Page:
Arthritis Research UK

We are fortunate to have a dedicated orthopaedic Clinical Studies Group (CSG) hosted by AR UK whose aim is to improve the effectiveness of trauma and orthopaedic surgery in the management of musculoskeletal disease. The CSG encourages and supports the development of large scale clinical studies, especially randomised controlled trials that answer questions about which surgical treatments are most effective and in which patients.

More information on the Metabolic Bone Disease and Musculoskeletal Trauma CSG, including who they are, what they do and how you can get involved, can be found on the slideshow here.

For further detail see arthritisresearchuk.org

Musculoskeletal Conditions and Multimorbidity Report

Arthritis Research UK published a report on 21st July 2017, addressing the rise in multimorbidity (people living with two or more long term conditions) and what this means for musculoskeletal health.

Multimorbidity can have serious implications for quality of life for those living with it and presents challenges for the provision of integrated services from multiple specialities. Likewise, musculoskeletal conditions have a disproportionately negative impact on quality of life, due to long-term pain and functional limitations. This often has an effect on mental health, as well as physical health.

The report argues that musculoskeletal health, as well as long-term pain and functional limitations, should be adequately considered in the analysis of and planning for multimorbidity services. The report advocates for ‘people-centred care’ as a vital part of offering coordinated services to those who need long-term care. To address this, it makes recommendations in the following areas:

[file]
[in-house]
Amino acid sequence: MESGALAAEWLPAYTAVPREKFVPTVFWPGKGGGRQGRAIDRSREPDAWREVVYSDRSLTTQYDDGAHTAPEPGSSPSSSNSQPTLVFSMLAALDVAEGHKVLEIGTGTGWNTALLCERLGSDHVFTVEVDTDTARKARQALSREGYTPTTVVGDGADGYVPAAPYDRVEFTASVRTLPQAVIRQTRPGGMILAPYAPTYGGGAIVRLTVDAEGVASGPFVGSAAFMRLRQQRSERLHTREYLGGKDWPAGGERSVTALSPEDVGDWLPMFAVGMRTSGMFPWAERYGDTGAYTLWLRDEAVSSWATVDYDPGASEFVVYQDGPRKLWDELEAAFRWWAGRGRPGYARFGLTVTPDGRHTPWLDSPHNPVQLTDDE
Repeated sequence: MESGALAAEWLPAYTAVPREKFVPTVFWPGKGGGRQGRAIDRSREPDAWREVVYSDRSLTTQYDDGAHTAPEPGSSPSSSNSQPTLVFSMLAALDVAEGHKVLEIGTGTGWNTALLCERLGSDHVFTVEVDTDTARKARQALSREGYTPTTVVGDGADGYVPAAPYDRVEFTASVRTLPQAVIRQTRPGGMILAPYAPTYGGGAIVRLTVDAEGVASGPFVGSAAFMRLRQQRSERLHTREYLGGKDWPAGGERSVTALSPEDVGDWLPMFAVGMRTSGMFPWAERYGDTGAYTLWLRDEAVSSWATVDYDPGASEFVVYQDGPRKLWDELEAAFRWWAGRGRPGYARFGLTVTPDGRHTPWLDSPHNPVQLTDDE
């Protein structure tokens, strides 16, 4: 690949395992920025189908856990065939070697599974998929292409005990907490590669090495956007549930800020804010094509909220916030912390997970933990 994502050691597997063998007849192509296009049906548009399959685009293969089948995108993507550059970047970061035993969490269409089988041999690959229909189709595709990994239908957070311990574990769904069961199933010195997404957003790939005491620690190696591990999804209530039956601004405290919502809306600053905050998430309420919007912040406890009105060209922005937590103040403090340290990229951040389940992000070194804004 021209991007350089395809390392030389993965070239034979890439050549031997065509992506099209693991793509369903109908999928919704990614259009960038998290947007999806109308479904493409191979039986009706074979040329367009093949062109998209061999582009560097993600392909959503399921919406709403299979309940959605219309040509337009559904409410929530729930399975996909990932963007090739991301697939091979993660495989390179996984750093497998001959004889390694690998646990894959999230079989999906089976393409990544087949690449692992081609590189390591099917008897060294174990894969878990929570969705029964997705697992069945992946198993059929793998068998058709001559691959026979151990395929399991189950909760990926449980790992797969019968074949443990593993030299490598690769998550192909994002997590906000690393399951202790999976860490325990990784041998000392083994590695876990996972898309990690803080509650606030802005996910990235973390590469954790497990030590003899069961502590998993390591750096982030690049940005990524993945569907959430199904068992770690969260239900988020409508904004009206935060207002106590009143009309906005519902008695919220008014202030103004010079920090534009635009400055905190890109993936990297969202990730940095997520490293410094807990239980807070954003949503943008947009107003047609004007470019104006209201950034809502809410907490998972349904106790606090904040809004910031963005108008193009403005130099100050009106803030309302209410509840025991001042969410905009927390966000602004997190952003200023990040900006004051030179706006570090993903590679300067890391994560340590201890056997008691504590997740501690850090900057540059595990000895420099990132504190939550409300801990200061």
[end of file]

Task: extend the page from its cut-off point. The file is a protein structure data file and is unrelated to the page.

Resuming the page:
• Identification: Tools in multimorbidity programmes should include pain and its impact, functional abilities, and capability to manage.
  • Data collection: Public Health England and other bodies should ensure data collection, analysis and publication raises awareness of multimorbidity (and relevance to musculoskeletal health).
  • Planning and commissioning: Local planners and commissioners should identify the needs of multimorbidity and musculoskeletal patients and reflect these in local strategic plans.
  • Care and support planning: Healthcare providers should ensure that care and support planning processes use standardised tools to explore and record pain, functional limitations and how these affect their daily activities.
  • Health promotion: Public Health England should ensure that its information, programmes and campaigns reflect the growing needs related to multimorbidity (and musculoskeletal conditions).
  • Voluntary sector: Disease-specific charities should collaborate to develop resources, programmes, research and partnerships for the changing resulting from multimorbidity.
  • Research agenda: The National Institute for Health Research and research funders should work with partners for research agenda that covers multimorbidity and musculoskeletal conditions.

For further information and to download the report, please visit the Arthritis Research UK website.